Directed by Michael Reeves, this film is a great example of “less is more” when it comes to acting. Vincent Price plays villainous Matthew Hopkins, a real-life witchfinder who in just three years killed around 300 people considered to be witches, most of them women. Witchfinder General finds Hopkins touring the country looking for witches and getting paid for each killing committed. The charges are of course trumped up and in this Civil War ridden England law does not mean justice. Law is as corrupt as the men enforcing it and it sits above chivalry and even above religion. This is readily apparent when a priest is accused of witchcraft. The reasons for his elimination are unclear, and yet he soon hangs. Indeed, the plot of the film is not as strong as Vincent Price’s performance and we feel that every moment he is not on-screen is a moment wasted, for his presence is as magnetic and exhilarating as it is filled with danger. Price’s Hopkins is an insidious character, devoid of any endearing traits. We find ourselves unable to identify with him, yet we cannot look away. He is corrupt, but stylish, like a 17th century painting come to life. He is cunning, impenetrable, unrelatable but ultimately fierce and fearsome. He acts as if he had a protective cloak shielding him from the uneducated masses and even from the blade of virtuous soldiers, as if he knows he cannot be killed, regardless of how corrupt he may be.
The film may be regarded as a veiled satire addressed at the institution of the Church, yet the characters presented in contrast with the monstrous yet poised and perhaps even suave Hopkins have little redeeming features, not enough to be considered heroic. Ian Ogilvy’s Richard Marshall and Hilary Heath’s Sara are unfortunate lovers whose peace is disrupted when Sara’s uncle, a priest, is charged with witchcraft, tortured and hanged. They are the heroes with whom the audiences’ sympathies should lie. Unfortunately, they remain rather simple characters while Hopkins and his side-kick Stearne, a less sophisticated version of Hopkins himself, terrorise East Anglia with quiet and unrelentless devotion and spine-chilling precision. Matthew Hopkins resembles a surgeon with his trademark white gloves, who instead of saving lives, condemns them to long, painful deaths.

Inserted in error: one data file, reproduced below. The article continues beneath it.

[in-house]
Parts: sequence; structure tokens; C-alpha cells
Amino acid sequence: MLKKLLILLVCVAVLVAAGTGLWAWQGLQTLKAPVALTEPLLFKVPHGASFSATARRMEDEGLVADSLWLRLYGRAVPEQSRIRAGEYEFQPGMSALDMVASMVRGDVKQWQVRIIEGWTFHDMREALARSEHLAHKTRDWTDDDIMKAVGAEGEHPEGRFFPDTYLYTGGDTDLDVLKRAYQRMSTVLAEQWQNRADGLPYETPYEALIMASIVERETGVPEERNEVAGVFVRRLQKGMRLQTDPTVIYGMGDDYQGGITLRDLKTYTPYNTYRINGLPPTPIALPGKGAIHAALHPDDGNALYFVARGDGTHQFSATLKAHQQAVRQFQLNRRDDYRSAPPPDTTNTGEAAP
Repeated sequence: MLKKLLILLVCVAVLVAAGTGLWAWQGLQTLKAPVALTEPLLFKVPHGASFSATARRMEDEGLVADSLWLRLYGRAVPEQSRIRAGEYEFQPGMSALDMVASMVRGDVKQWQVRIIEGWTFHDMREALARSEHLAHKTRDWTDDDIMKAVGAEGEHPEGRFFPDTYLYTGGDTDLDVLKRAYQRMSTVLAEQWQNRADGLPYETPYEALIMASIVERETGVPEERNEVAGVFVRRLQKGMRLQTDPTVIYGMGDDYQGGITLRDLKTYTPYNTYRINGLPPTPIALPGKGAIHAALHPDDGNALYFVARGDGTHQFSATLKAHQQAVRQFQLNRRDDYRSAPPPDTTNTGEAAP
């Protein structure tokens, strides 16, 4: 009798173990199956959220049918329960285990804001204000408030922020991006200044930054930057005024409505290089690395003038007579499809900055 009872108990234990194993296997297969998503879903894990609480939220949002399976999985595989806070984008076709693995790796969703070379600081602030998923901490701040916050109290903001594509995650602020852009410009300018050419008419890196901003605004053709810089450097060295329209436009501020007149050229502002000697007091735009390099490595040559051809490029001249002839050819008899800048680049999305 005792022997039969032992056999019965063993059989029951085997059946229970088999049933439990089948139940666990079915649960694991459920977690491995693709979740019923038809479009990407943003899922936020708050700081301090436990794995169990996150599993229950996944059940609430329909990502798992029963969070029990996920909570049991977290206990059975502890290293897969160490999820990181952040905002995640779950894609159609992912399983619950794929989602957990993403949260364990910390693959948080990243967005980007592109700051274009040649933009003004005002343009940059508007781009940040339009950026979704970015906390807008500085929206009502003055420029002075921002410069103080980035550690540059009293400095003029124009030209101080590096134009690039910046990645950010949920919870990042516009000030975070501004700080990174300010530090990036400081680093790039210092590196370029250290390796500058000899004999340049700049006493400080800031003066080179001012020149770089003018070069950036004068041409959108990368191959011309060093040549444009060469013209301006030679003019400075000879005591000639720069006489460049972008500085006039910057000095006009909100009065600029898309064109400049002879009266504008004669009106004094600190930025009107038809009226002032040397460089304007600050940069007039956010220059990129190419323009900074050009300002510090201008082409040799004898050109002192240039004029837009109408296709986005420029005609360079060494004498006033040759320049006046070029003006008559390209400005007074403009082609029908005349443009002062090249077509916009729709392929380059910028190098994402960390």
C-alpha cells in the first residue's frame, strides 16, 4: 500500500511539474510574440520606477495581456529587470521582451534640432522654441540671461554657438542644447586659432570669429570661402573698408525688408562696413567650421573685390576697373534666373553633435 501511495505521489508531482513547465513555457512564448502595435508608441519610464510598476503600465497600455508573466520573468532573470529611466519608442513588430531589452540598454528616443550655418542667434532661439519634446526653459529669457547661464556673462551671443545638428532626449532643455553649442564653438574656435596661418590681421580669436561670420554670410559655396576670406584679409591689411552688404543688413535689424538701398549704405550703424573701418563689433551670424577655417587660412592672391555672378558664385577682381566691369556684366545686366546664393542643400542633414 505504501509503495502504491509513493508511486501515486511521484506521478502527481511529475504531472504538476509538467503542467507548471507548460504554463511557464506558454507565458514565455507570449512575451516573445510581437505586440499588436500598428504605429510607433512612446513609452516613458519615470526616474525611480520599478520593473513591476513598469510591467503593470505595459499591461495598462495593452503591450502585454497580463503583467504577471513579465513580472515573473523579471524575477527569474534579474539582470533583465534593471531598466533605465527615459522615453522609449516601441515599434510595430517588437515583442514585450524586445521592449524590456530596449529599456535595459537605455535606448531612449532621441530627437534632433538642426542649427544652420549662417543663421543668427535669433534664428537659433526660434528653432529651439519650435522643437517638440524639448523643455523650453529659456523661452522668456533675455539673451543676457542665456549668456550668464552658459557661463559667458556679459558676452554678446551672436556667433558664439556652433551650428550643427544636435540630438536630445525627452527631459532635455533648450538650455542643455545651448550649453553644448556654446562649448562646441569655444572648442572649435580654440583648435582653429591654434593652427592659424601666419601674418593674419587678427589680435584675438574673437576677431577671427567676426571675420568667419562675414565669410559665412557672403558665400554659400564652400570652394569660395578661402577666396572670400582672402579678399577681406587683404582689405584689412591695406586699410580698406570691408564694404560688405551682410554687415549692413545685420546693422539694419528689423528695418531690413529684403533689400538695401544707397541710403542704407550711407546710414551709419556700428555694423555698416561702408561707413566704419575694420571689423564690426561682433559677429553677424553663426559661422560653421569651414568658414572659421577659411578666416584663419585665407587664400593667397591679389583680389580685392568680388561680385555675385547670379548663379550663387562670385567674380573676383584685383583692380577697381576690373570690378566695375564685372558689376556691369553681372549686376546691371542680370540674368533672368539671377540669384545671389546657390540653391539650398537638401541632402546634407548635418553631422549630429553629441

Hopkins’ partner, Stearne has much less of an imposing presence on-screen. However, the essence of his evil character matches that of Hopkins. He is uneducated, coarse, brutal and loud, announcing from the beginning the type of person he is: a one-dimensional mercenary. Although dangerous, he is the danger one can see coming. The difference between him and Hopkins is made evident through the way both interact with Sara. While Hopkins need only glance in Sara’s way to make himself understood that he wants to bed her, Stearne has to take Sara by force. Sara understands who is the more powerful of the two men and yields to Hopkins in the hope that he will spare the life of her uncle. Stearne covets her too, but he finds he has to rape her, his seduction game lacking.
Hopkins, on the other hand, resembles an almost silent assassin, one who has the law on his side. Price’s almost charismatic villain who loves to torture and maim while remaining unaffected, perhaps even smiling might serve as the perfect villainous pattern for another bone-chilling polite yet deadly screen evil: Delores Umbridge, portrayed with exquisite wickedness by Imelda Staunton. One wouldn’t be surprised to learn that Staunton used Price as an inspiration for the role.
Surprising to find out that Price was not the first choice for the role of Hopkins, a role which he embodies with a silent dignity which stems from the confidence that the law is on his side and that he is untouchable. Through his clothes, posture and speech, Price’s Hopkins is a perfect gentleman on the surface, the embodiment of the upstanding moral citizen. He doesn’t show the viewer what he takes pleasure in, but through the graphic details of torture, murder and rape, one can understand how the vileness, depravity and sadism are externalised. What is also surprising is that in a film rife with screams of pain and death, when death comes to Matthew Hopkins, he doesn’t utter a word or a scream. He is almost inhumanely evil, which makes his presence all the more chilling.
The film is filled with seemingly gratuitous torture scenes, which were not well received at the time of the film’s release. However, I believe they help depict the real-life atmosphere of terror that reigned over England during the Civil War years and what it fails to achieve through the costumes and set pieces, it makes up for in gore. There’s a reason this film has gained a cult following since its release in 1968 and it has perhaps less to do with the production value and more to do with the screen presence of an acting giant.
It’s been 42 years since Susan Sontag’s book On Photography was firstly published and, although the various forms of art, media, entertainment in general have experienced changes, the essence of photography as art and as mode of expression remained the same. In some ways, Sontag’s writing about photography serves as a prophecy of what society has become vis-à-vis both the concept of photography as an art and photography as an instrument or medium. She astutely makes cases for the various ways in which we can look at photography as an instrument; at the same time, with every word she uses to describe photographs and the mastery of photography, she betrays a love for photography as a form of art (“Time eventually positions most photographs, even the most amateurish, at the level of art”)